European coordination and solidarity are our best assets to overcome the unprecedented crisis we are facing. We, the Ministers in charge of European Affairs of Greece, Cyprus, France, Italy, Malta, Portugal and Spain, met by videoconference on the 4th of June to join our efforts in order to ensure Europe can weather this crisis together and come out of it united and stronger.
a) Coming out of this crisis together requires an ambitious European recovery plan, based on real solidarity. We welcome the Commission’s proposal and we call on all EU partners to work towards a quick and ambitious agreement on this basis. In these discussions, we will jointly defend a volume of grants commensurate with the severe social and economic shock and with the need to avoid distortions in the single market. We recall the Franco-German initiative which supports a volume of 500 billion euros in grants. The recovery plan must provide support as soon as possible to the sectors, regions and Member States most affected by the crisis, which should be reflected in the allocation key. It should be financed through borrowing on behalf of the EU and repaid over the long-term through the EU budget, including possibly through a comprehensive reform of the revenue side. The recovery should be consistent with our European priorities such as the European Green Deal, the digital transformation and the social agenda. The next MFF must also reflect this ambition and solidarity, in order to both contribute to the recovery and preserve our long-standing priorities.
b) In the current phase, we believe that the coordination of national exit strategies is key to succeed in our fight against the pandemic while restarting our economies, returning to the full functioning of the single market, gradually and safely restoring freedom of movement for our citizens, in line with the principles of proportionality and non-discrimination, and respecting our fundamental shared values. We will also pay special attention to the tourism industry, which requires a European approach to enable safe tourism flows.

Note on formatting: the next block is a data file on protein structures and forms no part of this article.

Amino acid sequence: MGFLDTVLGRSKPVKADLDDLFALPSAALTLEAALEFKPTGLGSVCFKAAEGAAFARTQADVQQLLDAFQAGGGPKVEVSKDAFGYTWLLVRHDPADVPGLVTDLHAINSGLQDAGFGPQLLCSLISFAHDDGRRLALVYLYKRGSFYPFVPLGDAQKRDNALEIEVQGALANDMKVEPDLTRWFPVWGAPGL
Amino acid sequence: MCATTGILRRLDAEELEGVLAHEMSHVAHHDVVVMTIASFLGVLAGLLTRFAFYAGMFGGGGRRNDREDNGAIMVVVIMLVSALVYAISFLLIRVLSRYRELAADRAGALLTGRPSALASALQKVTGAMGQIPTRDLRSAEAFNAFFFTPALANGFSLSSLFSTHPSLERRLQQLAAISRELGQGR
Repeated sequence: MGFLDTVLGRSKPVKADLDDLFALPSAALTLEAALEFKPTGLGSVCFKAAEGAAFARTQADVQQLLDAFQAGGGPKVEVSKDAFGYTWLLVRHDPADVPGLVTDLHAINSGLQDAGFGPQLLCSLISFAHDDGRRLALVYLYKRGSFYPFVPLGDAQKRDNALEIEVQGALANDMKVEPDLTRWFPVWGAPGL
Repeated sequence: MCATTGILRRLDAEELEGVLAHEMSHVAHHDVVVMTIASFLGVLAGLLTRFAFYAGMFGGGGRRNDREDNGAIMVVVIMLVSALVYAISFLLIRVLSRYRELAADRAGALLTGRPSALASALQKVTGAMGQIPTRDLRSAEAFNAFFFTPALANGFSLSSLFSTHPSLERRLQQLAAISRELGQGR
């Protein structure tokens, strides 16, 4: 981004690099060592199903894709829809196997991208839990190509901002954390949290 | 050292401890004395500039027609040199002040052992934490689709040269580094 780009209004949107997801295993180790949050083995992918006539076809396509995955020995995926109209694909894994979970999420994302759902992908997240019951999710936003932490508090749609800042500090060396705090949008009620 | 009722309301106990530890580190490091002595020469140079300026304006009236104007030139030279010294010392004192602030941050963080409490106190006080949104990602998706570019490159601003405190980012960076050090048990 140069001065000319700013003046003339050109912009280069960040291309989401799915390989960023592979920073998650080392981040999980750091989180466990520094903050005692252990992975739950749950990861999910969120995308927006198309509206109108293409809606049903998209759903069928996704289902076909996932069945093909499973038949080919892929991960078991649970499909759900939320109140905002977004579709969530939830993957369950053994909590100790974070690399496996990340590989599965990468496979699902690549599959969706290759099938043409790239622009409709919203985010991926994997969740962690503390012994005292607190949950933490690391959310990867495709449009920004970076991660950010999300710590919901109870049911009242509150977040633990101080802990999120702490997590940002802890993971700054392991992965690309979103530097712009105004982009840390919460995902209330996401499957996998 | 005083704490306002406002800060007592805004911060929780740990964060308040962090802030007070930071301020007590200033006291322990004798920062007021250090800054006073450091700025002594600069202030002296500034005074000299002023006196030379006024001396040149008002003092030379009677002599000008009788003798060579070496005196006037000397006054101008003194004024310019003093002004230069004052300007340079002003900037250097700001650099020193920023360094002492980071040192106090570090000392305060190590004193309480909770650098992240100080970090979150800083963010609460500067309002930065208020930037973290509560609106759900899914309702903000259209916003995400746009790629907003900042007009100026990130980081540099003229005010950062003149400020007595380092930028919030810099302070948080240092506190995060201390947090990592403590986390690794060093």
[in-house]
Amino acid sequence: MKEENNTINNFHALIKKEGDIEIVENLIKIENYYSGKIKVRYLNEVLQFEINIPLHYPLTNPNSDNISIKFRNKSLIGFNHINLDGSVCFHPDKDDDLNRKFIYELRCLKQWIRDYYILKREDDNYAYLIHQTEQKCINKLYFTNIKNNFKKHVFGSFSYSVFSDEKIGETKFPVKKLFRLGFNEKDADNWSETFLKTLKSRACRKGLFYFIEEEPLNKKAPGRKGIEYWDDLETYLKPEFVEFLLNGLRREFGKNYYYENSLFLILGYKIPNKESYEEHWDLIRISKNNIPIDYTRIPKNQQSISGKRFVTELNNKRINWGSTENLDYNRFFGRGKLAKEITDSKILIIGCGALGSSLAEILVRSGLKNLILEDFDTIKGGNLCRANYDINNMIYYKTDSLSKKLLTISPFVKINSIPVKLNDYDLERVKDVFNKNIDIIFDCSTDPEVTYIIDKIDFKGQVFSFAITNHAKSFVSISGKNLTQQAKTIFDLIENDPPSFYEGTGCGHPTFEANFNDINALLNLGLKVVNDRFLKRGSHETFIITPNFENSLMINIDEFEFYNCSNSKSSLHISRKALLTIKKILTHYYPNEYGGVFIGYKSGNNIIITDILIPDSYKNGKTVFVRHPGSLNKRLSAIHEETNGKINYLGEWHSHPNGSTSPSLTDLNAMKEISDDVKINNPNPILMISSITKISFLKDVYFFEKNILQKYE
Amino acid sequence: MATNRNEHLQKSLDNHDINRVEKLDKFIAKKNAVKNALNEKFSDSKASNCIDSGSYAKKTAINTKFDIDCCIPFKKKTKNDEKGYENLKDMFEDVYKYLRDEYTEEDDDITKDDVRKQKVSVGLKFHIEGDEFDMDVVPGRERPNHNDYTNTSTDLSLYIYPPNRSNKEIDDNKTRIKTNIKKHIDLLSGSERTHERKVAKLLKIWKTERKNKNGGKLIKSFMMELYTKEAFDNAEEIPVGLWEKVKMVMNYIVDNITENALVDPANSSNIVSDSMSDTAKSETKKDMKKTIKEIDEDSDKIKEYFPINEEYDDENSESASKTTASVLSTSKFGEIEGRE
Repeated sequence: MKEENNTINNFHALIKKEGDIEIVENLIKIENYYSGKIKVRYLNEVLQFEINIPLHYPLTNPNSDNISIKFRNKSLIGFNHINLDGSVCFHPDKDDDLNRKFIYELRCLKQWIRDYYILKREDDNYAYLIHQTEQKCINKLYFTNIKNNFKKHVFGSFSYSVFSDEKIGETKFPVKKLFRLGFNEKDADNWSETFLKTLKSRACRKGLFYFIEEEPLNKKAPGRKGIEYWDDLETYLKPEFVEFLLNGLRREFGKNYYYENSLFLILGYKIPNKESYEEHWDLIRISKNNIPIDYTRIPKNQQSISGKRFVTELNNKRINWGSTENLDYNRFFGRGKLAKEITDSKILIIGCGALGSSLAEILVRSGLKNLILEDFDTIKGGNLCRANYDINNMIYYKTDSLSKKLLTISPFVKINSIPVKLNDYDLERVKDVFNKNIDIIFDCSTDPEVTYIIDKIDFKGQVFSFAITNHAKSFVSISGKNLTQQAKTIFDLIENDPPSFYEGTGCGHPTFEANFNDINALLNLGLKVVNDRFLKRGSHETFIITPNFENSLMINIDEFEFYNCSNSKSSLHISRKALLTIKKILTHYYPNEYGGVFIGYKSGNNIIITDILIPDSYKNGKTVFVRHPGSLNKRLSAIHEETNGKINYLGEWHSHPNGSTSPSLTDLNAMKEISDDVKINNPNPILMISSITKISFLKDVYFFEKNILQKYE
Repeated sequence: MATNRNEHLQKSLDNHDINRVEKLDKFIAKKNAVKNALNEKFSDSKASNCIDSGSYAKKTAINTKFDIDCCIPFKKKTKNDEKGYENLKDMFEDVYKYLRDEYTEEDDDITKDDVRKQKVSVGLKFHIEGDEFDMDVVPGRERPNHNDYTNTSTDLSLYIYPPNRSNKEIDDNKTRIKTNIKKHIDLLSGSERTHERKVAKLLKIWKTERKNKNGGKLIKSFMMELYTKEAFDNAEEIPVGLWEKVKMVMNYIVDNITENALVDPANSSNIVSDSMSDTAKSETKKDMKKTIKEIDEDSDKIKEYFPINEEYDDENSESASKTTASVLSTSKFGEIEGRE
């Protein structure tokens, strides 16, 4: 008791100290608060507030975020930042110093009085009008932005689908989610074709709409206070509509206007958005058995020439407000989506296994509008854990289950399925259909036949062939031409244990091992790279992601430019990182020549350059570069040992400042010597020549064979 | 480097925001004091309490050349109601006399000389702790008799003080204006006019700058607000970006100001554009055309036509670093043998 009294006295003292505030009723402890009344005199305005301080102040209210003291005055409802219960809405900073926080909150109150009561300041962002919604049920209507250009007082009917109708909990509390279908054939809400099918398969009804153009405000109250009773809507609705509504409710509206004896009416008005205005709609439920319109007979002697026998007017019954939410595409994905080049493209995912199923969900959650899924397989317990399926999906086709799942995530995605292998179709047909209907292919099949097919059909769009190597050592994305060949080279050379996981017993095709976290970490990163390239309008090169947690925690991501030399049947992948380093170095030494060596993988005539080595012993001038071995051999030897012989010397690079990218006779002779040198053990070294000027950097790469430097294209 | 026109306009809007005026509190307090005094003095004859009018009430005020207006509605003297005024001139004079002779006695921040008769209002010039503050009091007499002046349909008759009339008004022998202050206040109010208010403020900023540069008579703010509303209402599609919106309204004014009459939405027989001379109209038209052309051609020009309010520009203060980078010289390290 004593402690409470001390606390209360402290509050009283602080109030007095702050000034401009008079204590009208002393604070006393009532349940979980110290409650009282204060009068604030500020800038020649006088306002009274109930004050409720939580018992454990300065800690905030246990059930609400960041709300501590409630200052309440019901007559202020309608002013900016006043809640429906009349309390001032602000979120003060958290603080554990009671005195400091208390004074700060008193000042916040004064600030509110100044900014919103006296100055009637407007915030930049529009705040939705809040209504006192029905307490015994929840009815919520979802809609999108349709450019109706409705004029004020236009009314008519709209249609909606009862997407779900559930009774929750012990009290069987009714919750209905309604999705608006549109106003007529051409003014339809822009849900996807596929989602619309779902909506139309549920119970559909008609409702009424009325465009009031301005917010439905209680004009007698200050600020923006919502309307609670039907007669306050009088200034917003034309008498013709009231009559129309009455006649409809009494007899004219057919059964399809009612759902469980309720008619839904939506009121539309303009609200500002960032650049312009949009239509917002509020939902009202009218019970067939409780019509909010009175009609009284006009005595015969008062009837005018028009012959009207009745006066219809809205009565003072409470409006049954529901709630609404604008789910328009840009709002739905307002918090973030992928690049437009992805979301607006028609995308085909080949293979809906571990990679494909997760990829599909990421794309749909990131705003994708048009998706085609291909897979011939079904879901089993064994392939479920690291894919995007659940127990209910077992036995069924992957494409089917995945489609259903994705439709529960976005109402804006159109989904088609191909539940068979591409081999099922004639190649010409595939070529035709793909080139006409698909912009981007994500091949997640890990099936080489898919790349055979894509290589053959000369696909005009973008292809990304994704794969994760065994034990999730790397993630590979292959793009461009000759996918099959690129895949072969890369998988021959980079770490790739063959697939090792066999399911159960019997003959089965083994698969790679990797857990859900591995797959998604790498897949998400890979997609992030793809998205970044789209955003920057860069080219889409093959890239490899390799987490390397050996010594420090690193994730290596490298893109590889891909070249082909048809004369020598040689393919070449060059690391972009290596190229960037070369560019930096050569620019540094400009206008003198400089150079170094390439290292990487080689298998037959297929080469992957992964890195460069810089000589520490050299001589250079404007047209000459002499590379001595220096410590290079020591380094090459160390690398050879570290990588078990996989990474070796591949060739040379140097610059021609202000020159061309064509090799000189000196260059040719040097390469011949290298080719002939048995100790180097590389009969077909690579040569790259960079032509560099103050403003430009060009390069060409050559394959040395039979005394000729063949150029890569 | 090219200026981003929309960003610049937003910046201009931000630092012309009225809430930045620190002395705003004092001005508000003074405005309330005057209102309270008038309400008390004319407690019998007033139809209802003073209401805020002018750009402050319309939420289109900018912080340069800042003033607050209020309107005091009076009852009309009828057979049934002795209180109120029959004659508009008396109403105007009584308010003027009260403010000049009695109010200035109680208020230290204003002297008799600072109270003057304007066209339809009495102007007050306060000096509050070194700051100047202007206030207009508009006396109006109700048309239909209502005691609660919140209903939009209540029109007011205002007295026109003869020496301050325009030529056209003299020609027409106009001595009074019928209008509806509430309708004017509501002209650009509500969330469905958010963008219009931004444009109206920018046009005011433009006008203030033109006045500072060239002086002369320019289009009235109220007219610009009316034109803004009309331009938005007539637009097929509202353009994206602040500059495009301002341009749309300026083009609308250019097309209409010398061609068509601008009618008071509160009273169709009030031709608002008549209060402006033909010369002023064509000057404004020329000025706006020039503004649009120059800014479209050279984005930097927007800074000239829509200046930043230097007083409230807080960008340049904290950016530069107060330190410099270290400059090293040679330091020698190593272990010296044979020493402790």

c) The management of migratory flows remains one of the most challenging issues our Union is facing and requires a comprehensive, permanent and fully functioning European response. We look forward to the Commission’s proposal of a new European pact on migration and asylum, which should be based on shared responsibility and solidarity, in accordance with article 80 TFEU, and provide tailored assistance to most-affected Member States. We need a more efficient, predictable and resilient system that is able to: manage situations of crisis, disproportionate pressure and structural flows, including secondary movements; ensure the full functioning of the Schengen area; protect external borders; and provide genuine European governance. Increased attention to the external dimension and to strong cooperation with origin and transit countries also remains key.
d) We highlight the strategic importance of the Southern Neighbourhood for Europe. As these countries face difficult challenges exacerbated by the socio-economic consequences of the pandemic, Europe should stand by their side. We call for an ambitious revamping of the EU’s Southern Neighbourhood policy with appropriate means and resources and favouring a regional approach. In this respect, we look forward to an EU-Southern Neighbourhood ministerial meeting later this year, when circumstances allow. In this context, we also recall the launching of the Barcelona Process 25 years ago and of the Union for the Mediterranean 12 years ago.
e) Regarding the situation in the Eastern Mediterranean, we reiterate the European Council Conclusions of December 2019 and the Statement of EU Foreign Ministers of May 15, 2020. We reaffirm our solidarity with Cyprus and Greece and we call on all countries of the region to respect international law, including the law of the sea, and in particular the sovereignty and sovereign rights of EU Member States. A peaceful, stable, and prosperous Mediterranean region is a fundamental element for the future of Europe and is in the interest of the EU as a whole.
f) We will need to draw all lessons from this crisis to rethink our Union. It is clear that we need to build up European sovereignty, especially in the health sector, so that we can better respond to health crises and reduce EU dependency on foreign suppliers. We will also need to enhance EU autonomy in strategic sectors to ensure European independence and strengthen our industrial base, including SMEs. This also implies a modernisation of European competition policy in support of a strong, efficient and competitive single market, while promoting convergence amongst Member States.
In the same spirit as the Schuman Declaration 70 years ago, overcoming this historical challenge will require more European sovereignty, concrete achievements and real solidarity. To succeed in this endeavor, European citizens must have their say and should be involved closely in this reflection.
That is why we support the ongoing work on the Conference on the Future of Europe so that it can be officially launched as soon as possible.
On all these joint priorities, we believe that by working together in the MED7 format we can help make Europe stronger and deliver concrete results in the response to the crisis, to the benefit of our citizens. We will therefore further deepen our cooperation, in particular in view of the next European Council and the upcoming Summit of Heads of State and Government of the Southern European Union countries./ibna